|Matthew Henry's Concise Commentary|
21:1-4 Naboth, perhaps, had been pleased that he had a vineyard situated so near the palace, but the situation proved fatal to him; many a man's possessions have been his snare, and his neighbourhood to greatness, of bad consequence. Discontent is a sin that is its own punishment, and makes men torment themselves. It is a sin that is its own parent; it arises not from the condition, but from the mind: as we find Paul contented in a prison, so Ahab was discontented in a palace. He had all the delights of Canaan, that pleasant land, at command; the wealth of a kingdom, the pleasures of a court, and the honours and powers of a throne; yet all avails him nothing without Naboth's vineyard. Wrong desires expose men to continual vexations, and those that are disposed to fret, however well off, may always find something or other to fret at.
Verse 1. - And it came to pass after these things [These words are omitted in the Vat. LXX., which, as before remarked, transposes chs. 20. and 21. See introductory note, ch. 20.], that Naboth ["Fruit," "produce" (Gesen). Wordsworth sees in him a type of Christ, cast out of the vineyard (Matthew 21:39) and slain] the Jezreelite [The Alex. LXX. here, and throughout the chapter, reads ὁ Ἰσρα. ηλίτης. Josephus (Ant. 8:13. 8) says that Naboth was of illustrious family] had a vineyard, which was in Jezreel [See note on 1 Kings 18:46], hard by the palace [LXX. threshing-floor. Stanley (Dict. Bib. vol. 2. p. 454), arguing from this word, would reject the Hebrew text of this narrative, which places both the vineyard and the plot of ground (2 Kings 9:25, 26) in Jezreel, and would locate the vineyard on the hill of Samaria, in the "void place" of 1 Kings 22:10] of Ahab king of Samaria. [It is clear from these last words that Jezreel had not replaced Samaria as the capital. It was a "palace" only that Ahab had there. No doubt the beauty of the situation had led to its purchase or erection. As Jezreel is only twenty-five miles distant from Samaria, it is obvious that it might be readily visited by the court.]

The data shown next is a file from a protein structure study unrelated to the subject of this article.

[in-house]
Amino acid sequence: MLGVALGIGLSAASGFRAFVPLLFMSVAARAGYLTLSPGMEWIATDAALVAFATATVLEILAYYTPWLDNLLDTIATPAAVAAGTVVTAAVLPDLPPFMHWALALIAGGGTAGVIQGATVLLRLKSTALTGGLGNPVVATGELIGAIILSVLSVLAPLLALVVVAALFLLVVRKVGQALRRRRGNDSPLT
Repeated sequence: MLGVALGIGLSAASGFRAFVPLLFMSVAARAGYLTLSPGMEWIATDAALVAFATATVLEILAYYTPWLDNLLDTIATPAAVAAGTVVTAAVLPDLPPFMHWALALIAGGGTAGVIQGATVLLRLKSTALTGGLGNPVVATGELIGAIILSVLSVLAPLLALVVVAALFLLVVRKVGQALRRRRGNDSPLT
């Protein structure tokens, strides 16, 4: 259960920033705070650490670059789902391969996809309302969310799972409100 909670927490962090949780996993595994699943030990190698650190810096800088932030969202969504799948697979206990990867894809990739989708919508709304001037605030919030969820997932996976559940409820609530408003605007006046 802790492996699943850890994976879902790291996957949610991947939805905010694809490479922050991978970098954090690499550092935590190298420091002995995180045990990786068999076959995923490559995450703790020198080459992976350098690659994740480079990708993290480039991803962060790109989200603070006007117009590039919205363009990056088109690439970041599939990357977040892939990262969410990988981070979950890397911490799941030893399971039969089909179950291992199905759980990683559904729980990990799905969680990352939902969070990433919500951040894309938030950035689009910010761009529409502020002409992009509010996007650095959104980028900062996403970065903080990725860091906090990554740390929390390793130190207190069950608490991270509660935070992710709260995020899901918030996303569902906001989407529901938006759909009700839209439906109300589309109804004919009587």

Gill's Exposition of the Entire Bible
And it came to pass, after these things,.... After the two battles with the king of Syria, in which Ahab was victorious, and after he had let Benhadad, a blasphemer, and injurious to him, go free:
that Naboth the Jezreelite had a vineyard, which was in Jezreel; of which place See Gill on Hosea 1:5 or "who was in Jezreel"; that is Naboth, for the vineyard was in Samaria, 1 Kings 21:18.
hard by the palace of Ahab king of Samaria; that being the metropolis of the kingdom of Israel, is put for it, who, besides his palace in Samaria, had another in Jezreel; which, according to Bunting (y), were sixteen miles distant from each other.
(y) Travels, &c. p. 164.
Jamieson-Fausset-Brown Bible Commentary
1Ki 21:1-4. Naboth Refuses Ahab His Vineyard.
1-3. Naboth the Jezreelite had a vineyard, which was in Jezreel—Ahab was desirous, from its contiguity to the palace, to possess it for a vegetable garden. He proposed to Naboth to give him a better in exchange, or to obtain it by purchase; but the owner declined to part with it. In persisting in his refusal, Naboth was not actuated by any feelings of disloyalty or disrespect to the king, but solely from a conscientious regard to the divine law, which, for important reasons, had prohibited the sale of a paternal inheritance [Le 25:23; Nu 36:7]; or if, through extreme poverty or debt, an assignation of it to another was unavoidable, the conveyance was made on the condition of its being redeemable at any time [Le 25:25-27]; at all events, of its reverting at the jubilee to the owner [Le 25:28]. In short, it could not be alienated from the family, and it was on this ground that Naboth (1Ki 21:3) refused to comply with the king's demand. It was not, therefore, any rudeness or disrespect that made Ahab heavy and displeased, but his sulky and pettish demeanor betrays a spirit of selfishness that could not brook to be disappointed of a favorite object, and that would have pushed him into lawless tyranny had he possessed any natural force of character.
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